Whilst most of the rivers in Iceland hold naturally occuring salmon a few such as the East and West Ranga are supplemented by a smolt rearing and release programme. These programmes have turned some of the minor salmon rivers into rivers to be reckoned with. The East and West Ranga for instance accounted for over 21,000 salmon in the 2008 season.

Fishing in Iceland


Fishing in Iceland is either sold as 'whole day' permits or the permits are sold using the term 'afternoon to noon' (sometimes called 'noon to noon', but meaning the same).

Fishing in Iceland

With 'whole day' permits, fishing simply starts in the morning of the first day purchased and terminates in the evening of the last day purchased. However, with 'afternoon to noon' permits the fishing starts in the afternoon of the first day purchased and terminates at 12:00 noon on the day after the last day purchased.

Information about the fishing

Fishpal is able to provide salmon beats and trout fishing enabling an increasing number of people to enjoy this wonderful sport.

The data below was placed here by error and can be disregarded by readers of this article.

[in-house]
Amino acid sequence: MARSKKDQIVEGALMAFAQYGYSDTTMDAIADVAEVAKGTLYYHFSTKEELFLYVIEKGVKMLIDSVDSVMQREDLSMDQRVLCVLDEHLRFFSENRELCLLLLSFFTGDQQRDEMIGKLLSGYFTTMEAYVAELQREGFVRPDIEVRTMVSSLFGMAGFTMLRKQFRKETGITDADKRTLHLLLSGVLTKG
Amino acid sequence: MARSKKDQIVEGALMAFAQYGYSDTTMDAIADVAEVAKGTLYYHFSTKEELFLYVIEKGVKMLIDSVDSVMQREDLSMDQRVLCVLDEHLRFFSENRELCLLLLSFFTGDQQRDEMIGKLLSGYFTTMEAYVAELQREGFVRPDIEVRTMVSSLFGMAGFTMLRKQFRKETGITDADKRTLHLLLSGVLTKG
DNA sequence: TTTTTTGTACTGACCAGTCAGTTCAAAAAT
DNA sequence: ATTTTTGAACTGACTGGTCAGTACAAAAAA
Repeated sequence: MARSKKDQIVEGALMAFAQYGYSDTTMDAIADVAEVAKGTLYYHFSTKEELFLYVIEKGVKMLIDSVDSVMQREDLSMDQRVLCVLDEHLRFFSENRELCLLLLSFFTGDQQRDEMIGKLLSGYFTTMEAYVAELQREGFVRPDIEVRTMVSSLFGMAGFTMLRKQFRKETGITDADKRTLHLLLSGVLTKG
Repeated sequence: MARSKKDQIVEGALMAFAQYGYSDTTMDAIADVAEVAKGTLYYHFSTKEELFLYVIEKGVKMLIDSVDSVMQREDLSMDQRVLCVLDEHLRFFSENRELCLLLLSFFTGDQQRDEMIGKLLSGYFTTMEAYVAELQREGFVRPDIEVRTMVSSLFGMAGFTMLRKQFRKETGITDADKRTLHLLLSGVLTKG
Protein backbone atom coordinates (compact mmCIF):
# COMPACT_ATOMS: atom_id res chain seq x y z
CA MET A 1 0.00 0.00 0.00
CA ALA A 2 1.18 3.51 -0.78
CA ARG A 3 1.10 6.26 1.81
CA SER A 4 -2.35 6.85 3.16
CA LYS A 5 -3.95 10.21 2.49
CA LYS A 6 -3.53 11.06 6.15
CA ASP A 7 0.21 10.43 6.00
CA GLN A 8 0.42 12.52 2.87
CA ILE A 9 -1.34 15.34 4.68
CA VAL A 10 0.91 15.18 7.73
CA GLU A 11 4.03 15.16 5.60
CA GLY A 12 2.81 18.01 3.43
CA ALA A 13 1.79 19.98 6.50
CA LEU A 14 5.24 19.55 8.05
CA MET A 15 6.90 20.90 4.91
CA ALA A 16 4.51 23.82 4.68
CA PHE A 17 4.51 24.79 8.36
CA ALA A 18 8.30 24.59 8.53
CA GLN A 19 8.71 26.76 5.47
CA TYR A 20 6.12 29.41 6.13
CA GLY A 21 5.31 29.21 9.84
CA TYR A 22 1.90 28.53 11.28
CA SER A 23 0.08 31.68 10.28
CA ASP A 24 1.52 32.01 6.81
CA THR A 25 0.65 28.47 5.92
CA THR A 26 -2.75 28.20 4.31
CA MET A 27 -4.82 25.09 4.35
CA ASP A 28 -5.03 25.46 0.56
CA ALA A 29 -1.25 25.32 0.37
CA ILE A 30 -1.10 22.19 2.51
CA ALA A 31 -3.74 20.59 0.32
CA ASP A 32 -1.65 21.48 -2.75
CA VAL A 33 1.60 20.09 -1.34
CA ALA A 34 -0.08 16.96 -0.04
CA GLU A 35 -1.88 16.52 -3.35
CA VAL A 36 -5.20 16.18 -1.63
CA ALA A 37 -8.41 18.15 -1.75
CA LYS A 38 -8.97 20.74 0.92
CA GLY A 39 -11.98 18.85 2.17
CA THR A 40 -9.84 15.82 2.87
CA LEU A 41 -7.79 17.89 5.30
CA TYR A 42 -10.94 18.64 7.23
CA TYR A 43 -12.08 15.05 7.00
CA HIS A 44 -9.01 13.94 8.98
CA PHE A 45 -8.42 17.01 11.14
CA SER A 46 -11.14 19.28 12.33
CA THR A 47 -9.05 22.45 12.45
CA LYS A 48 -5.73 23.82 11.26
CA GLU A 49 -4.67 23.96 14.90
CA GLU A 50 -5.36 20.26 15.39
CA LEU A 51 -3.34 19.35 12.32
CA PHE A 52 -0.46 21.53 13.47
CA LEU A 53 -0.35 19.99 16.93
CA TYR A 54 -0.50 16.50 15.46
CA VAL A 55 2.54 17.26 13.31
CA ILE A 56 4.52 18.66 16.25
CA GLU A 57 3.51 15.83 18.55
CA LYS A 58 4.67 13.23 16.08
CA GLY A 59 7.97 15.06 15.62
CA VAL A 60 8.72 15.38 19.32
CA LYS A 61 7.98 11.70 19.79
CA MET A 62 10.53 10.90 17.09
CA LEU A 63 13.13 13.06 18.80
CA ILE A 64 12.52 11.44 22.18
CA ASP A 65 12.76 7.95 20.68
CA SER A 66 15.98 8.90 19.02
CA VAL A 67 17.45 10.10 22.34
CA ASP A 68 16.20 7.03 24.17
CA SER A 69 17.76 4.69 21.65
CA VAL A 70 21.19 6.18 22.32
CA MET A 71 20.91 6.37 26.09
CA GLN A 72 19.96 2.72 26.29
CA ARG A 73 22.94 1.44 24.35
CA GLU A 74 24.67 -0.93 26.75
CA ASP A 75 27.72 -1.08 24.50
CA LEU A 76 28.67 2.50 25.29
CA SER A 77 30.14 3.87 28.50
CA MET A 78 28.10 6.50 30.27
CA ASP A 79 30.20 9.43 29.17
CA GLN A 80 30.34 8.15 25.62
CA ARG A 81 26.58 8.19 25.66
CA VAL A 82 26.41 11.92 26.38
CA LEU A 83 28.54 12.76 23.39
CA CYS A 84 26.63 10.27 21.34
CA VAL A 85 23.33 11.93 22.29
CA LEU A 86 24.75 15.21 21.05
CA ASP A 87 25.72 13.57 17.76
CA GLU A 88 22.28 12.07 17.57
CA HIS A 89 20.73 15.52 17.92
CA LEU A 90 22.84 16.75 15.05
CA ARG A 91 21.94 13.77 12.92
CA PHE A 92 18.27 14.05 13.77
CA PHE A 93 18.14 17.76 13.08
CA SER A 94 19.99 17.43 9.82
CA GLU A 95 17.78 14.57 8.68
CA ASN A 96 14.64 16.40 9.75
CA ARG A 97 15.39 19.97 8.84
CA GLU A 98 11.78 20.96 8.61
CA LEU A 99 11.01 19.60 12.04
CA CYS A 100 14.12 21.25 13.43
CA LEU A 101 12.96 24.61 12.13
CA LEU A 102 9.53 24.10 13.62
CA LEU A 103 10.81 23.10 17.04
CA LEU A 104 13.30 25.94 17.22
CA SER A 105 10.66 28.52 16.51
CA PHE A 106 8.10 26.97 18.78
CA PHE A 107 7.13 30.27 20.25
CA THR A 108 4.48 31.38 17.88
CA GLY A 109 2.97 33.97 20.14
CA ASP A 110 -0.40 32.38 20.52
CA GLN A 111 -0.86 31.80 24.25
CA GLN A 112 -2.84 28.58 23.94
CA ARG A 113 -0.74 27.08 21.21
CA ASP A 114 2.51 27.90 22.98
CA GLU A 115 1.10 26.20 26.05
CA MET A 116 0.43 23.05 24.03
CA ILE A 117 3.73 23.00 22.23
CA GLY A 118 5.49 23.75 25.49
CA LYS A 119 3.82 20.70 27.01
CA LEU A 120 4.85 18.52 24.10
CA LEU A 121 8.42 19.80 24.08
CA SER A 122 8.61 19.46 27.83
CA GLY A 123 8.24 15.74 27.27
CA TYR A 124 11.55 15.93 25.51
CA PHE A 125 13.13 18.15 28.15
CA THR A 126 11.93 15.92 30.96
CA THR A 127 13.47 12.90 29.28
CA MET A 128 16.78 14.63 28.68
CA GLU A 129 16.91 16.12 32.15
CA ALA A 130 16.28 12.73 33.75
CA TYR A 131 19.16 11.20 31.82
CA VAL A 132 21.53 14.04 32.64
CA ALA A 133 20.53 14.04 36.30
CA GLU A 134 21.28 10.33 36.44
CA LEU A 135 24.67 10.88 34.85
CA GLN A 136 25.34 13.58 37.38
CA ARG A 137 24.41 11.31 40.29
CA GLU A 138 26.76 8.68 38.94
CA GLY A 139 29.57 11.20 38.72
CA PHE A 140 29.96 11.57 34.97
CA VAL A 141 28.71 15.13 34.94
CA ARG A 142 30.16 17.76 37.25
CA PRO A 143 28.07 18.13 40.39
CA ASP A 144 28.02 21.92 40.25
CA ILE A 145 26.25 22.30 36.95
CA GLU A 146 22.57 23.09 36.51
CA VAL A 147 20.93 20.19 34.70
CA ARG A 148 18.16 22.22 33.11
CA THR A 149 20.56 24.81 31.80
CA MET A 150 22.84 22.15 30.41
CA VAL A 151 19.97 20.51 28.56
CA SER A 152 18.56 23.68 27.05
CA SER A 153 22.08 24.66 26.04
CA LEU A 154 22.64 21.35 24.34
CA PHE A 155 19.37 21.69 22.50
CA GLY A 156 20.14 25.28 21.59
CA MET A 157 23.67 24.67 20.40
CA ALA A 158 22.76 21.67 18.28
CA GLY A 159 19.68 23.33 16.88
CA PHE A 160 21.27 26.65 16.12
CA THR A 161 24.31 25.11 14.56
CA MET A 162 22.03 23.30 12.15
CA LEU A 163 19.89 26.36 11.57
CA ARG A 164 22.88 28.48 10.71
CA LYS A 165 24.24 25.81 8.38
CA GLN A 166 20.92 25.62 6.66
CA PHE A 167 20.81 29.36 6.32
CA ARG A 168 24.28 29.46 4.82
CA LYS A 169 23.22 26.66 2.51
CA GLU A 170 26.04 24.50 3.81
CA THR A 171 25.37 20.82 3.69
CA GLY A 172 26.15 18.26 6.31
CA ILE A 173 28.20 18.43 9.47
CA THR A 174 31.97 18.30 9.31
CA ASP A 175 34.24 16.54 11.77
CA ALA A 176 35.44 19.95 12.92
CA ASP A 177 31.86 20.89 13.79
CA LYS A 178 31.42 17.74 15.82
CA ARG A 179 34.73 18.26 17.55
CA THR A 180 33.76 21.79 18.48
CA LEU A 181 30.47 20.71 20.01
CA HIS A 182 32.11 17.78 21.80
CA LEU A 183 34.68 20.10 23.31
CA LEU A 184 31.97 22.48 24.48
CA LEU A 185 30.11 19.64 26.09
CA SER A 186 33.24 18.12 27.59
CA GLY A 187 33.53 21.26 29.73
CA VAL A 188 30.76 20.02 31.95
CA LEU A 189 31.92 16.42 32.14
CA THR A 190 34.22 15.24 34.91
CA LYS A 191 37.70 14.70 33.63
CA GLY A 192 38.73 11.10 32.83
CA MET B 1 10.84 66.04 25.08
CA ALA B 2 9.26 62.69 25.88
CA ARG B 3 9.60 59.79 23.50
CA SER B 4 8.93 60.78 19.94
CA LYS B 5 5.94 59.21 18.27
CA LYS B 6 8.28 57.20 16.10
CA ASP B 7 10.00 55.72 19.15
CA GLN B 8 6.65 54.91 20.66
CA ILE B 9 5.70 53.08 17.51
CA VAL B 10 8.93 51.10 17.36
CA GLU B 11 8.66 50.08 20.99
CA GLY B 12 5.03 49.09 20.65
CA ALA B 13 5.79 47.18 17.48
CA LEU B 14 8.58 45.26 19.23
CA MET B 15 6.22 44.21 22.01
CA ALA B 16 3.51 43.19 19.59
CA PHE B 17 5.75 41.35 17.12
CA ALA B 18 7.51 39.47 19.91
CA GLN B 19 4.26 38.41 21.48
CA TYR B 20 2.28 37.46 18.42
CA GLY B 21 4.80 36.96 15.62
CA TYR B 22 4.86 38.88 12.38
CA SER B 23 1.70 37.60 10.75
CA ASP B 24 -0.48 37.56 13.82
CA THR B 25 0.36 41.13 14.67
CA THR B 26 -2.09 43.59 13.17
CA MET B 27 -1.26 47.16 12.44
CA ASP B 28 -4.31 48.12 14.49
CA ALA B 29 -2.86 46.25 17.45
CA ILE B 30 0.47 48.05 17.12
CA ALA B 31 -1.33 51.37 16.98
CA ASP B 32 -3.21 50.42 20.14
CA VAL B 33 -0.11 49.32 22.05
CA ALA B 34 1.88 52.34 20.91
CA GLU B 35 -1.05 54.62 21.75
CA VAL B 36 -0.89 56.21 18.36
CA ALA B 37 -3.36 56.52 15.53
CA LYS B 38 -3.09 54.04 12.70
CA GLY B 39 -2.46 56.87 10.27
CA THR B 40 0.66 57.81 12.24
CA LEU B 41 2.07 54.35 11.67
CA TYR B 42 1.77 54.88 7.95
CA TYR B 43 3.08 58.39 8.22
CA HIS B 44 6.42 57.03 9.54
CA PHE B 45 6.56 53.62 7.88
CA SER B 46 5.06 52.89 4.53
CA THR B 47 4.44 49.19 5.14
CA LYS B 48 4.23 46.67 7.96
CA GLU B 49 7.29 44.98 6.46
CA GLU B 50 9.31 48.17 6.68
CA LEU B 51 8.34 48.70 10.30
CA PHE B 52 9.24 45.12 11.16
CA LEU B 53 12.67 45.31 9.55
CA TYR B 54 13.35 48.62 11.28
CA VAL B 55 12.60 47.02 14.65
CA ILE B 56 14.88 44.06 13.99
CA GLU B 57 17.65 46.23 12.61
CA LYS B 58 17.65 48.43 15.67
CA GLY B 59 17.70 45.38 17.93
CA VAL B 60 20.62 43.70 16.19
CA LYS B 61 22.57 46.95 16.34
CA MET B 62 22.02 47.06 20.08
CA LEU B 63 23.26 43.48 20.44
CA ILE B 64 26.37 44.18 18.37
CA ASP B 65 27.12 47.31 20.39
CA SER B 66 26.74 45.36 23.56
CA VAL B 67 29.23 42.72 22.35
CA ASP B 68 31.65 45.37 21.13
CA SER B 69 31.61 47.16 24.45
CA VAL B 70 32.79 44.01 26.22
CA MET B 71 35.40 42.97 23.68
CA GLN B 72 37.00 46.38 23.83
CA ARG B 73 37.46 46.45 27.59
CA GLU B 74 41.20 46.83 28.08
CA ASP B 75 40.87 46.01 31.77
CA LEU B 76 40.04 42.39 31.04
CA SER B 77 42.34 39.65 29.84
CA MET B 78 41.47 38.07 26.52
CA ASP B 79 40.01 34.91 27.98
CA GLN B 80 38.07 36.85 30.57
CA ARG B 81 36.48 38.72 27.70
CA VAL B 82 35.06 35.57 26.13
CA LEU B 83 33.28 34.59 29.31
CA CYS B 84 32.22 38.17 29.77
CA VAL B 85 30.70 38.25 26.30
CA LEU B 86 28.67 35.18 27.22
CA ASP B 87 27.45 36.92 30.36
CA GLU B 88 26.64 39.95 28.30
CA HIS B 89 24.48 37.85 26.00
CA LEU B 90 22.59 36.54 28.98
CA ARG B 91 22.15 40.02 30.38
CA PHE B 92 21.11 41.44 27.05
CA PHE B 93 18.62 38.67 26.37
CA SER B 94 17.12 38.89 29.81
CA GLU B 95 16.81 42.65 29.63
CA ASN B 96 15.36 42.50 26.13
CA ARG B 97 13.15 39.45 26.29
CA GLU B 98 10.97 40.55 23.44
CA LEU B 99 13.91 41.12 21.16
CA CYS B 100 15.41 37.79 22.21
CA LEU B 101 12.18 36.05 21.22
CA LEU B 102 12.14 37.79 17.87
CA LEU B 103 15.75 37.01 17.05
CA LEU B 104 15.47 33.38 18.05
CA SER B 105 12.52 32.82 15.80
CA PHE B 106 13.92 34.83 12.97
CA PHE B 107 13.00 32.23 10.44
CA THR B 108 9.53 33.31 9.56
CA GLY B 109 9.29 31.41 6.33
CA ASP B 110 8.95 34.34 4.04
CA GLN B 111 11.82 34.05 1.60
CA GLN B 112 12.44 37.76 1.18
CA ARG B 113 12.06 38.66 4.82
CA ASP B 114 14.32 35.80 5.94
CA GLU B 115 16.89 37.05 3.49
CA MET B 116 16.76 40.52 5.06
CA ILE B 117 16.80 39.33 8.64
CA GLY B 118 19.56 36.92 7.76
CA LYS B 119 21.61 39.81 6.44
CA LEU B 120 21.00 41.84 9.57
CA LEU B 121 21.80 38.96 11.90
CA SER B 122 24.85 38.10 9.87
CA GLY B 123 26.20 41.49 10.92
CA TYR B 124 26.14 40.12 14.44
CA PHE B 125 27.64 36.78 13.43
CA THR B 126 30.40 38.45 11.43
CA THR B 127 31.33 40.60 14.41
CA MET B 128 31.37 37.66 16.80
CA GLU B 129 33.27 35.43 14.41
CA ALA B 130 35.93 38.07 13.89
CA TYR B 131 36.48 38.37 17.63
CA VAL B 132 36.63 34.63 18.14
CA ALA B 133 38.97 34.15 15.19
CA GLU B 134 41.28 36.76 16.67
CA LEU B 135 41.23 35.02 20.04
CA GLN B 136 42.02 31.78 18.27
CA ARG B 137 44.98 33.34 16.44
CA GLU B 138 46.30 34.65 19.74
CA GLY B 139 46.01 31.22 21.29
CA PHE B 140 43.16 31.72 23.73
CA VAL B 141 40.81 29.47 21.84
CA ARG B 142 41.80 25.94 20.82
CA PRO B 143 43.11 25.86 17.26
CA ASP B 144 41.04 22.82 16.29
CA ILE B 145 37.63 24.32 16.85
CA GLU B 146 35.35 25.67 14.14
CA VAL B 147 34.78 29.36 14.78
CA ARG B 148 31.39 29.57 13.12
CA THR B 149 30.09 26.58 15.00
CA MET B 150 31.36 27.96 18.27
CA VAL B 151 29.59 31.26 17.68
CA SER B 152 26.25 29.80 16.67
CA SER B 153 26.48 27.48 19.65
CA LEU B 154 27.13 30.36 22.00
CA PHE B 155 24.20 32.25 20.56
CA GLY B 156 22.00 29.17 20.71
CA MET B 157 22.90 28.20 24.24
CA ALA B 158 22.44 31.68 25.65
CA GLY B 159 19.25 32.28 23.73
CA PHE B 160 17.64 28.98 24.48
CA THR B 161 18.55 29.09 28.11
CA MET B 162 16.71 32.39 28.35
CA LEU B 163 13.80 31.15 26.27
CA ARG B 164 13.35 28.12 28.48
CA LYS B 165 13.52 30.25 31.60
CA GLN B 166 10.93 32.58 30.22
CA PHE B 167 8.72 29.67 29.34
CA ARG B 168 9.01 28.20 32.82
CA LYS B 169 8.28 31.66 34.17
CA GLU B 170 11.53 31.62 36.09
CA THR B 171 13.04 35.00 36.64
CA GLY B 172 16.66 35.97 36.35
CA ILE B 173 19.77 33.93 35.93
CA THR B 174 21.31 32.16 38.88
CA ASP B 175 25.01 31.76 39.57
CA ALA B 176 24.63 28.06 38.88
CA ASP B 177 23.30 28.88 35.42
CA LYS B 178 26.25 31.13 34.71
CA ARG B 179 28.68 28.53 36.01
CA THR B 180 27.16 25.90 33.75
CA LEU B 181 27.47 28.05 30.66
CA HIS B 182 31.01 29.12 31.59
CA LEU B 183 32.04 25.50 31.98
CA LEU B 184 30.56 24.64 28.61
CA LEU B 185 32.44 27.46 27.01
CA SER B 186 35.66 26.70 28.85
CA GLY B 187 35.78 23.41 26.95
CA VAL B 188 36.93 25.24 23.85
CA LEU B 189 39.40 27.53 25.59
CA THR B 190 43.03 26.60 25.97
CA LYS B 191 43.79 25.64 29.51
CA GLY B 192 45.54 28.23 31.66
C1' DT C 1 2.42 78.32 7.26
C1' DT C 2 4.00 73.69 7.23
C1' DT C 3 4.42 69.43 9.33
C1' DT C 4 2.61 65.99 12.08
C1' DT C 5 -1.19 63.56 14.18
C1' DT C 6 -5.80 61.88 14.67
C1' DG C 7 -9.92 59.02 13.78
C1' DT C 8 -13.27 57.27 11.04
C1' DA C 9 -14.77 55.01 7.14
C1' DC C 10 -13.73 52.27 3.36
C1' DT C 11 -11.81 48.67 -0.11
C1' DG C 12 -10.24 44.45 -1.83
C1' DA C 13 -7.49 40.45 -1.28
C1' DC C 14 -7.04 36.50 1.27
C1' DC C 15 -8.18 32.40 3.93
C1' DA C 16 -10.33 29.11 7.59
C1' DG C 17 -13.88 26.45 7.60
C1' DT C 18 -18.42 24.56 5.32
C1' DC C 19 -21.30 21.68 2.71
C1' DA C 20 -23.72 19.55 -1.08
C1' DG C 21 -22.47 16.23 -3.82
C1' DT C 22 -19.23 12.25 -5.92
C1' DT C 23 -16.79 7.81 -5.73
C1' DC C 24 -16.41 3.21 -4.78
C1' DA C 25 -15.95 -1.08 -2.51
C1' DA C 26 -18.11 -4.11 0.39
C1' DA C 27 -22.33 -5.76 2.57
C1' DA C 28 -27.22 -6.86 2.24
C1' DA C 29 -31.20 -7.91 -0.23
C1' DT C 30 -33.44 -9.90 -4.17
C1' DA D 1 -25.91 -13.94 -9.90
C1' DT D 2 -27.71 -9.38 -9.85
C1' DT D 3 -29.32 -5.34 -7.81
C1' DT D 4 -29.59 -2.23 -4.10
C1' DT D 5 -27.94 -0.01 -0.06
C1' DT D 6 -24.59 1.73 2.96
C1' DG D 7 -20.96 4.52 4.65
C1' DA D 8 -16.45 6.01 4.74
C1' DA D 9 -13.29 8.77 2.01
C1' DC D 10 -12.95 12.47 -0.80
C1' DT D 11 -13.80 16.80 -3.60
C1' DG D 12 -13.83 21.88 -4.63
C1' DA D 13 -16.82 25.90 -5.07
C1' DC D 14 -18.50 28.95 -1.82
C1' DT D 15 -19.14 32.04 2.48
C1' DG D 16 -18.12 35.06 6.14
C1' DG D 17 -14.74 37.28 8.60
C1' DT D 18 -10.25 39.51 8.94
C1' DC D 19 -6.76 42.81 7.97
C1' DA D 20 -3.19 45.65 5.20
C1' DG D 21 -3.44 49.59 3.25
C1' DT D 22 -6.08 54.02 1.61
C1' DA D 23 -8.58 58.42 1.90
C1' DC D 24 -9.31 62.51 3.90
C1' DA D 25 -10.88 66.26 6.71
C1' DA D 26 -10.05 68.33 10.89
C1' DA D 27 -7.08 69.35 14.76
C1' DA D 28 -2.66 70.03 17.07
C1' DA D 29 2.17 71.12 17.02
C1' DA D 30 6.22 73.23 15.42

Fishing in Iceland

You can read about each river, see its current fishing availability and book fishing permits online or by telephone.

Check in this website: http://www.fishpal.com

Johanna, Iceland24
April 2015

Wednesday, 15 April 2015

Hiking routes in Skaftafell National Park Iceland

Following are suggestions for a few of the more popular hiking routes in Skaftafell. Whenever possible the suggestion is a circular route. Please note that these are only suggestions; in most cases it is possible to use alternative paths, return the same way, do a reverse circle etc. Also note that distance and walking times are for reference only.

Hiking maps for Skaftafell are available in visitor centres, information offices and from park rangers. You can also use the ones here on the right; click on each picture for enlarged version.

Skaftafellsjökull (Skaftafell glacier) 
Distance: 2 km (4 km round-trip) 
Walking time: 1½ hrs. 
Route difficulty: 1 (easy)